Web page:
Socrates Raramuri wrote:
What i'd like to see from my hives is:
- kind for the bees
- if at all possible, without having to use those suits (i.e. easy-going bees or me knowing how to keep them easy-going)
- i am not interested in a lot of work
Having researched the value of hive products, i'm not only interested in making mead [which i've been doing for some time now], but i'd like to try the old-fashioned way of just throwing in whole chunks of hive and letting it ferment. So i need my own hives for that, for good quality honey, and for affordable honey. I do have a lot more on my plate and am not looking for a career as beekeeper.
tel jetson wrote:aggressive bees sometimes have an advantage over more docile colonies, particularly if predation is a serious issue. a "hot" hive is only a problem for the beekeeper if she or he wants to get into the hive frequently.
I currently have one fairly disagreeable colony. I don't sit next to that one to watch entrance behavior quite as frequently as I do others. no need to squash any queens, et cetera, though. I think this gets back to Ernie's point above: it depends what the beekeeper's after.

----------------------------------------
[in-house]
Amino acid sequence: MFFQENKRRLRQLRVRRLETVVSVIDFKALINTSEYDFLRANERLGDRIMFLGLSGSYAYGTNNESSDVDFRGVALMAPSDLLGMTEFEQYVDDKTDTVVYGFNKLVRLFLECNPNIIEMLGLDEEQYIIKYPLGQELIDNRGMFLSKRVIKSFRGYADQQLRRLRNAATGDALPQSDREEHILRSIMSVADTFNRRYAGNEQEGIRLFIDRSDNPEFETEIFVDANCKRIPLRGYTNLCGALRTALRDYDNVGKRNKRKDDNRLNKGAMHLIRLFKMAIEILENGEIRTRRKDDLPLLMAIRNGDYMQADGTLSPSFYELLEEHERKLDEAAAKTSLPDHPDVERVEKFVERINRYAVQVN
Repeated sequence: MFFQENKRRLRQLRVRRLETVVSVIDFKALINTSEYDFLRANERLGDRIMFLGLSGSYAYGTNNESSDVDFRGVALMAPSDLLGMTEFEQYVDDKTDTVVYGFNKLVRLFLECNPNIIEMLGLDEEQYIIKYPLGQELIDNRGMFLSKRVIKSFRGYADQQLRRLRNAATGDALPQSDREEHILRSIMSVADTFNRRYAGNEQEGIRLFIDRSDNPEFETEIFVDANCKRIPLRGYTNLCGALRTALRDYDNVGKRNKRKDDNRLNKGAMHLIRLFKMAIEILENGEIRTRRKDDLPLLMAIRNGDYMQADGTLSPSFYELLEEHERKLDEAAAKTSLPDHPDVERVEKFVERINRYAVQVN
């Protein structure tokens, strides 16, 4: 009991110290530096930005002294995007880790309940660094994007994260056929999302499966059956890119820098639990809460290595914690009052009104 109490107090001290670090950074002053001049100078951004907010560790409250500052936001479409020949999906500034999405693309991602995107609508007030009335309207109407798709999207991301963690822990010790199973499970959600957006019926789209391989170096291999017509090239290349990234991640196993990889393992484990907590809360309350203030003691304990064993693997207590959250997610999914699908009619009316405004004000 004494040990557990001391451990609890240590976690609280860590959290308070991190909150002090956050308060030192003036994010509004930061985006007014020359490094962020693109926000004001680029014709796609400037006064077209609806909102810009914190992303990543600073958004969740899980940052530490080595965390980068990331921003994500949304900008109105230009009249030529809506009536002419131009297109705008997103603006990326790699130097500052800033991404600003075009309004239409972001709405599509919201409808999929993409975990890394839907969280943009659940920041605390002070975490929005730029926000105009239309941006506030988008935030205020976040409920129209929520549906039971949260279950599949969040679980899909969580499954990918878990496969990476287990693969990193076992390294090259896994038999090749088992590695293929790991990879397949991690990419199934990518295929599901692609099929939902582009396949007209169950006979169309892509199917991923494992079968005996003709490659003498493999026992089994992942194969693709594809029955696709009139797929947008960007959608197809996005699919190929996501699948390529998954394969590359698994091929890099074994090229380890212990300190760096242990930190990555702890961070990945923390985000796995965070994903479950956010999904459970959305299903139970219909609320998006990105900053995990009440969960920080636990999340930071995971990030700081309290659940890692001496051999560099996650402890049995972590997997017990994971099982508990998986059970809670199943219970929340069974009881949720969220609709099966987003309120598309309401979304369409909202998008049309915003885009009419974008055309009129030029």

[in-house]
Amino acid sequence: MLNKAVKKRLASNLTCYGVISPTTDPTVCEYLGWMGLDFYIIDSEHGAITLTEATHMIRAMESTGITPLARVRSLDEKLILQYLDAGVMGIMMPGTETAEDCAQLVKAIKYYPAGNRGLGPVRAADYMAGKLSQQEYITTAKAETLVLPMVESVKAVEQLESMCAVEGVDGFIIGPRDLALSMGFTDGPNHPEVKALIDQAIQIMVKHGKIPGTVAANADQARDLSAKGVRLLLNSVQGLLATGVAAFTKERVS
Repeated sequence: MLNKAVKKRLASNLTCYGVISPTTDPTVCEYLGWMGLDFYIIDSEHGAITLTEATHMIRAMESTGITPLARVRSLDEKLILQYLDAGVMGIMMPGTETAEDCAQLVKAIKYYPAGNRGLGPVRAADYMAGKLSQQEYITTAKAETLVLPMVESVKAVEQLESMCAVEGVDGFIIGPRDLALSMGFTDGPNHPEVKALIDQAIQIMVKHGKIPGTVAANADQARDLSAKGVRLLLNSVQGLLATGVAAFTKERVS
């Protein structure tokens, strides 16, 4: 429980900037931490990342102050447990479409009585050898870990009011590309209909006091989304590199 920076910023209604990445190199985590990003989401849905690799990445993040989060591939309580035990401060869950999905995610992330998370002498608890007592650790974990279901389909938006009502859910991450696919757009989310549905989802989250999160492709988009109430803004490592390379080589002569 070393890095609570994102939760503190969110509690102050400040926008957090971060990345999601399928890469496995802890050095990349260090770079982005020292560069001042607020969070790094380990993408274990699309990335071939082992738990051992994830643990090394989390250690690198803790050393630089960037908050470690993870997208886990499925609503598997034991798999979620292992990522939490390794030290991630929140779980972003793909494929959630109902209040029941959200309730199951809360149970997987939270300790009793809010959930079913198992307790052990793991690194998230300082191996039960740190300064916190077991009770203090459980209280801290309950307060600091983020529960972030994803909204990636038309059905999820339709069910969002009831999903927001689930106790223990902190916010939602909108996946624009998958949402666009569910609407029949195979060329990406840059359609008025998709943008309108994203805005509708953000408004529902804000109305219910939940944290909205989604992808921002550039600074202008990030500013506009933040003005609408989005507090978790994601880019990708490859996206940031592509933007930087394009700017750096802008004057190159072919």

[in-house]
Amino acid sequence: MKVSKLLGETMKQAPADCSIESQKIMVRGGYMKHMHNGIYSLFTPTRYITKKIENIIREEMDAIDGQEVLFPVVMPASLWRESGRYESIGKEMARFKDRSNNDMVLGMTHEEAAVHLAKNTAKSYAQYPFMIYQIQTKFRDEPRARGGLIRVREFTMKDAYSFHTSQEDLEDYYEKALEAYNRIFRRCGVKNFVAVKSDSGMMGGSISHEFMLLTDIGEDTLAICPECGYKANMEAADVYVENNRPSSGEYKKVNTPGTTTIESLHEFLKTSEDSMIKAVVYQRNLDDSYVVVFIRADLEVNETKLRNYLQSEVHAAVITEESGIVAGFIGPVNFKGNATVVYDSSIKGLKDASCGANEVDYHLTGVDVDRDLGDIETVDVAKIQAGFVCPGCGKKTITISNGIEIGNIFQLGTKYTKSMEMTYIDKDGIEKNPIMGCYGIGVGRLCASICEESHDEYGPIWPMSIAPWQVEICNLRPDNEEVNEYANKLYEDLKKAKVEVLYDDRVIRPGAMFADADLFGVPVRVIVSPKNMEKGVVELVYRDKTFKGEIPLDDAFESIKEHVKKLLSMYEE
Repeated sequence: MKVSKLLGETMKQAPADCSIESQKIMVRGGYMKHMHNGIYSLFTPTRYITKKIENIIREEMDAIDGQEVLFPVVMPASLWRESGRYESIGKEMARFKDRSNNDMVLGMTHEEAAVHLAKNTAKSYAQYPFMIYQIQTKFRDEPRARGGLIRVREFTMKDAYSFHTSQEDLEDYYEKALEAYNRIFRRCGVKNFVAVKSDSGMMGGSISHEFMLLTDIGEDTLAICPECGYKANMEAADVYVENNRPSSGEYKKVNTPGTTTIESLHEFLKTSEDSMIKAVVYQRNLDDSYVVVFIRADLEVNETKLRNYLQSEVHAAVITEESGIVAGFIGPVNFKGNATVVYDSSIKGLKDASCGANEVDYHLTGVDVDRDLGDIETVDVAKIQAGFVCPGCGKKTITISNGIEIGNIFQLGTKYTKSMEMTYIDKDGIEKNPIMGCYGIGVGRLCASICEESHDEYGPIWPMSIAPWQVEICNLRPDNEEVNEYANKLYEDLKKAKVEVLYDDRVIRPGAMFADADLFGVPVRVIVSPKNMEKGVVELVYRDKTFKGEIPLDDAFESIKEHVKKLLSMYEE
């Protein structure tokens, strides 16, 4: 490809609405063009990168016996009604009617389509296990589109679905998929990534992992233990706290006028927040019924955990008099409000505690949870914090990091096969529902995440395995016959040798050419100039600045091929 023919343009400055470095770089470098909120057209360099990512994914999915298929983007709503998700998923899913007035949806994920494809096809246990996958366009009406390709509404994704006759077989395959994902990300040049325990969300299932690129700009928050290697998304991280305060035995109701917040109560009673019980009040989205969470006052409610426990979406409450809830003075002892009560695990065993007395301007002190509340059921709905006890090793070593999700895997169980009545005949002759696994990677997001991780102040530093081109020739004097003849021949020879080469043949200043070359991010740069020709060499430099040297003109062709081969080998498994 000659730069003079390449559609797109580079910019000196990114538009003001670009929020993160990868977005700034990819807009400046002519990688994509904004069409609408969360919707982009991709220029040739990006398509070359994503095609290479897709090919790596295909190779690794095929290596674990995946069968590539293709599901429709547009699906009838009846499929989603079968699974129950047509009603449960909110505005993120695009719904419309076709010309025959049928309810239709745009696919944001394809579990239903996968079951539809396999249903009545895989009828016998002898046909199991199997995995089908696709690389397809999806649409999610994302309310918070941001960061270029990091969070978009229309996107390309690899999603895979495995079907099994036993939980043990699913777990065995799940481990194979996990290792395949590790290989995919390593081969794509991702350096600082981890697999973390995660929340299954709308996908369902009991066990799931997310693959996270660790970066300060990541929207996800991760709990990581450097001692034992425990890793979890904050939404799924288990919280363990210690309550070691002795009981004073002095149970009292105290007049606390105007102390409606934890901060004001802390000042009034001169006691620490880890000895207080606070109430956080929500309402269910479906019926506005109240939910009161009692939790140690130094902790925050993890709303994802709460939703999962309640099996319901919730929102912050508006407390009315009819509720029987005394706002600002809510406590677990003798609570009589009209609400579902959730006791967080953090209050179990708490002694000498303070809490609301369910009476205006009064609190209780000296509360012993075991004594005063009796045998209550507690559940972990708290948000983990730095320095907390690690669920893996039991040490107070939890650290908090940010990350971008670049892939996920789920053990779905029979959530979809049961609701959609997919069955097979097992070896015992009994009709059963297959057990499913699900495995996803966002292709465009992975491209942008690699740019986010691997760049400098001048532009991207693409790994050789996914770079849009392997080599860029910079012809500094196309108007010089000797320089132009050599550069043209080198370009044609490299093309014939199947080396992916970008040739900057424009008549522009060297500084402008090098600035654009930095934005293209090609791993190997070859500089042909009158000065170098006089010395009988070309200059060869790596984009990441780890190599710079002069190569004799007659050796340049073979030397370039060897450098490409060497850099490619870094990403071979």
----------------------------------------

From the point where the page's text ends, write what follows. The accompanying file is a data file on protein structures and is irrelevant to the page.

Michael Cox wrote:
Actually there are quite a few reasons why hot hives are not great to keep around, not just for the purposes of inspection:
If you need to work in the area - cutting grass, tending other plants etc... aggressive bees from a hot hive can get easily riled.
Michael Cox wrote:If the hives are in any way "public" - mine are in a garden on school property. Most hives I would happily open without a suit, one hive has bees that will attack unprovoked within about 20m of the hive. If the public can get access to the area via a passing footpath (even on the other side of the hedge etc...) then I suggest you have an obligation to requeen them.
Michael Cox wrote:Education - I use my hives for teaching and take novices to them. I need nice docile bees so they don't get freaked out.